The idea is tempting: a common economic space from Lisbon to Vladivostok that stretches from the Atlantic to the Pacific over more than 10,000 kilometers as the crow flies,
encompasses more than 40 countries, and unites more than 750 million people. It would be a unique combination of know-how in the West and manpower in the East to the
advantage of all concerned. Yes, there are many things that divide us, today far
more than a few years ago. After the end of the Cold War, there was great hope that we could finally overcome dividing lines and build a common continent which, despite
all ideological differences, secures peace for this generation and the next and would become a heavyweight in the world. This opportunity was wasted. At present we are not even in a position to adequately regulate problems such as customs duties or visa-free travel.
Especially nowadays, where analysts preach the next global recession, when conflicts re-ignite and new wars emerge, and where rhetorical statements by politicians often add fuel to the fire, that is when the economy should pause for a moment, re-evaluate, and demonstrate that even in times without dialogue there can be a common language: trade.
The aim is to successfully establish and expand common economic spaces. We should give this „common house of Europe“ a good foundation, which has already cracked deeply even before its completion. It doesn’t have to be strategic alliances in car and aircraft construction,
space technology, the medical and pharmaceutical industries, logistics, or energy. Rather, we should start where interests and values unite us. We should create protected areas of cooperation with fixed rules of play instead of emphasising what separates us.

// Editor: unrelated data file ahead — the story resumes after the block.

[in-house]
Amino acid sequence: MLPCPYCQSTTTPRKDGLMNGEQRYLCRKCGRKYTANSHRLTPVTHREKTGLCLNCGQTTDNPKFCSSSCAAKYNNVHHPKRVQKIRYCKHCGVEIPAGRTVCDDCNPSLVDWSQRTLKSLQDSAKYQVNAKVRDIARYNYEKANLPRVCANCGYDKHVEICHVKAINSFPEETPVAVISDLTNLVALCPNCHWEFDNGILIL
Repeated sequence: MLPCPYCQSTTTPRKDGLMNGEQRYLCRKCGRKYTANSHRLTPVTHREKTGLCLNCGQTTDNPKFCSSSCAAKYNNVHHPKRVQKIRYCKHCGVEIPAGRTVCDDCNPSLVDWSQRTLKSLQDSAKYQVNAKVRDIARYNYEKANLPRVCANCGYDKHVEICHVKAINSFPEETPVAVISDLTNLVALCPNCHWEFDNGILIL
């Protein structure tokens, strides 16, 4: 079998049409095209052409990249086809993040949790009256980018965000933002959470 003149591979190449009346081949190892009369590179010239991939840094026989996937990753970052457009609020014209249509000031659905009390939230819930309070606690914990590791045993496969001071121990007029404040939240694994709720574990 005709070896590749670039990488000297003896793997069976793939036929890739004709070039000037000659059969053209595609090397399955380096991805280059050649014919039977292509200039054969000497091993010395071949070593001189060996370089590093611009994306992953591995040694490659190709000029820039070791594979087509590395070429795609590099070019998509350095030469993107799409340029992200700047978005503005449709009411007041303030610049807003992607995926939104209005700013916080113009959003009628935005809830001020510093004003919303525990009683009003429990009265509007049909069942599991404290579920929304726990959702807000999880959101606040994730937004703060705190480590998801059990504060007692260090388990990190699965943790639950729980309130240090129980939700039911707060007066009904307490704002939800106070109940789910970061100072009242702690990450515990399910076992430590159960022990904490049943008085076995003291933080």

Yes, we need a change, but it is worth the effort. A common economic space from Lisbon to Vladivostok will not only reduce fears, but also inspire a policy of understanding that is now more likely to be banished to the back rooms. After years of rapprochement, it almost seems forgotten that such an economic area can be a cornerstone for Europe’s stability in an increasingly fragile world. Great common utopias face an even larger web of mutual mistrust.
Historians today argue about who gave birth to the idea of a common continent. At the same time, some politicians prefer not to know anything more about it. On both sides old prejudices and stereotypes are once again taking hold. Former friends and partners have become rivals and enemies, so such an economic area currently seems more like a utopia.
But this utopia is humanly beautiful, politically interesting, and economically sensible. This is precisely why we should see resistance as an incentive – this idea can become reality with good will.